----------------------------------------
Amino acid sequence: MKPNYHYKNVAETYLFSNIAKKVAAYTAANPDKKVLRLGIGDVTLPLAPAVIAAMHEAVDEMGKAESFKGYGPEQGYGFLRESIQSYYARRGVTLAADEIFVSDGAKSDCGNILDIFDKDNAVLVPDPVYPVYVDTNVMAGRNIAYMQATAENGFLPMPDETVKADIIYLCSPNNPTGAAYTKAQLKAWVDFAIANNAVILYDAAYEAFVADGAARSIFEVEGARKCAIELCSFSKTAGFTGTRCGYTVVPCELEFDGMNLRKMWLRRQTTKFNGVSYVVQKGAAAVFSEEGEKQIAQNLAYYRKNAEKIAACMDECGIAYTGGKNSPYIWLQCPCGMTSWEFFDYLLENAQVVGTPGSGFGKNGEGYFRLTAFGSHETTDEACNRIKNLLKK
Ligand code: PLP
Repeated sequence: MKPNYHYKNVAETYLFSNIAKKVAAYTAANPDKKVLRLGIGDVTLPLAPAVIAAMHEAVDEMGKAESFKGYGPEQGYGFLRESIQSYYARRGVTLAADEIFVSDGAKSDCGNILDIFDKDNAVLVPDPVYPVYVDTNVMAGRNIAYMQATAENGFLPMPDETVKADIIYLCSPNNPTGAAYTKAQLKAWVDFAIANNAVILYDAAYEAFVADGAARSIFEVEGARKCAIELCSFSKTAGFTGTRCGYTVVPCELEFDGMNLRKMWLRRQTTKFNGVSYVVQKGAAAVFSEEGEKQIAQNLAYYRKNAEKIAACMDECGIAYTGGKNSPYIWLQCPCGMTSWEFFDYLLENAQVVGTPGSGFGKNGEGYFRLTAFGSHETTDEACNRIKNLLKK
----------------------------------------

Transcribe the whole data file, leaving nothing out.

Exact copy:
Amino acid sequence: MKPNYHYKNVAETYLFSNIAKKVAAYTAANPDKKVLRLGIGDVTLPLAPAVIAAMHEAVDEMGKAESFKGYGPEQGYGFLRESIQSYYARRGVTLAADEIFVSDGAKSDCGNILDIFDKDNAVLVPDPVYPVYVDTNVMAGRNIAYMQATAENGFLPMPDETVKADIIYLCSPNNPTGAAYTKAQLKAWVDFAIANNAVILYDAAYEAFVADGAARSIFEVEGARKCAIELCSFSKTAGFTGTRCGYTVVPCELEFDGMNLRKMWLRRQTTKFNGVSYVVQKGAAAVFSEEGEKQIAQNLAYYRKNAEKIAACMDECGIAYTGGKNSPYIWLQCPCGMTSWEFFDYLLENAQVVGTPGSGFGKNGEGYFRLTAFGSHETTDEACNRIKNLLKK
Ligand code: PLP
Repeated sequence: MKPNYHYKNVAETYLFSNIAKKVAAYTAANPDKKVLRLGIGDVTLPLAPAVIAAMHEAVDEMGKAESFKGYGPEQGYGFLRESIQSYYARRGVTLAADEIFVSDGAKSDCGNILDIFDKDNAVLVPDPVYPVYVDTNVMAGRNIAYMQATAENGFLPMPDETVKADIIYLCSPNNPTGAAYTKAQLKAWVDFAIANNAVILYDAAYEAFVADGAARSIFEVEGARKCAIELCSFSKTAGFTGTRCGYTVVPCELEFDGMNLRKMWLRRQTTKFNGVSYVVQKGAAAVFSEEGEKQIAQNLAYYRKNAEKIAACMDECGIAYTGGKNSPYIWLQCPCGMTSWEFFDYLLENAQVVGTPGSGFGKNGEGYFRLTAFGSHETTDEACNRIKNLLKK